Artemis, Amazonian Mother Goddess of the Moon


Artemis.  Roman copy 1st – 2nd century AD

An Amazonian and virgin moon goddess. A deity of ancient origin she was known throughout western Asia. A pre-Homeric ‘Mistress of the Animals’ and a facet of the Minoan goddess known as Potnia Theron. As a mother of all animals, Lady of the Beasts, and divine huntress, with bows and arrows, she is often depicted winged and flanked by animals. In addition to being the goddess of the hunt she is a deity of the natural environment.

As a patroness of  nurture, fertility, who presides over  birth she is also described as Elephabulos or ‘shooter of deer’. Artemis is also the goddess of blood sacrifice and a mellissae or ‘Queen Bee’ sometimes portrayed surrounded by bees. Artemis was not a goddess of wedlock but nonetheless of fecundity being “…amoral, promiscuous, powerfully sexual, and justifiably so because of her crucial role in ensuring survival of the species.” (Carpentier, 1998).

Artemis Signac

Artemis (Diana Hunting).  Guillaume Seignac (1870-1924).

Artemis is sometimes portrayed as a bear sometimes winged. The willow is sacred to her and associated plants are the fir, the laurel, wormwood and mugwort. On Mount Taygetus there grew her sacred herb Artemisia. Her sacred animals are the bear, the bee, lion and bull. For fishermen and hunters the first fruits are offered and dedicated to her at shrines. The attendants of Artemis are her Amnisiades who tend her sacred deer. Her priestesses are referred to as ‘Sacred Bitches’. Artemis is also represented as a torch bearer symbolising the moon.

Artemis was, in Greek mythology, the daughter of Leto and Zeus, as well as the twin sister of Apollo. Associated with the nymphs Britomartis and Callisto as well as Opis, Iphigenia, Hecate, Echo and the Naiads.  She was also called Aeginaea or the Great Goddess at her sacred site at Taenareus. Also Aegeria the ‘Giver of Life’ as well as Aetola as Artemis at Naupractas. As the ‘Protectors of the People’ she was Agoraea with Athena at Sparta. As Agrotera who had some war involvement, Agraea and Agrotors she was Artemis the huntress. Another of her titles at Sparta was Ambulia the ‘Goddess Who Delays Death’ whereas as Homer described her as a ‘death bringing goddess’.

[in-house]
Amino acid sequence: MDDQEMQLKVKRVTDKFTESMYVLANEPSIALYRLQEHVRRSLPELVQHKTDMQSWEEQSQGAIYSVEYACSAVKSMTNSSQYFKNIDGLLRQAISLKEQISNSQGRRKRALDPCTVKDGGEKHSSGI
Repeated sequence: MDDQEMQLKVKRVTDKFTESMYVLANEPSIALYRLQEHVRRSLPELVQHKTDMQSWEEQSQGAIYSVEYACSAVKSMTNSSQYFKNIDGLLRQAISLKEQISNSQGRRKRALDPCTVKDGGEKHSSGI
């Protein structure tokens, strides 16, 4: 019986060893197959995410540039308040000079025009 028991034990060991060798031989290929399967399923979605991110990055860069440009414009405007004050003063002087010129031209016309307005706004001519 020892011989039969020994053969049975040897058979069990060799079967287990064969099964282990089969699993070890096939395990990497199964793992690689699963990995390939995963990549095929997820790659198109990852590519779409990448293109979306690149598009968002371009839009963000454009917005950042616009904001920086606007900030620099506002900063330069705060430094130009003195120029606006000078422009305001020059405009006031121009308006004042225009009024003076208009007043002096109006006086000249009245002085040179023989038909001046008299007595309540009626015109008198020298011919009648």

As Artemis Ephesia she was the special mother of fertility, shown as a many breasted figure, and goddess in her own right who was later fused with the Artemis of Greece. At Ephesus in Turkey her temple was called the Artemesion. As Artemis Tauria she was the goddess at Tuaris to whom all seamen cast ashore were sacrificed, whereas as Artemis Meleagua she was the goddess of leprosy and disease.


Artemis of Ephesus. 1st century AD.  Public domain.

In Arcadia and Attica she was identified with Callisto and thus the Mother of the Tribe called Artemis Calliste or Brauronia to whom goats were sometimes sacrificed. The worshippers of Artemis in Scythia were the Alani or ‘Hunting Dogs’. Her known period of devotion was between 800 BC until Christianisation around 400 AD.   The many cult centres of Artemis included Delos, Ephesus, Pamphylia, Magnesia on the Meander, Perge , and Antioch.

Artemis resting

Artemis Resting (1742).  Francois Bunchin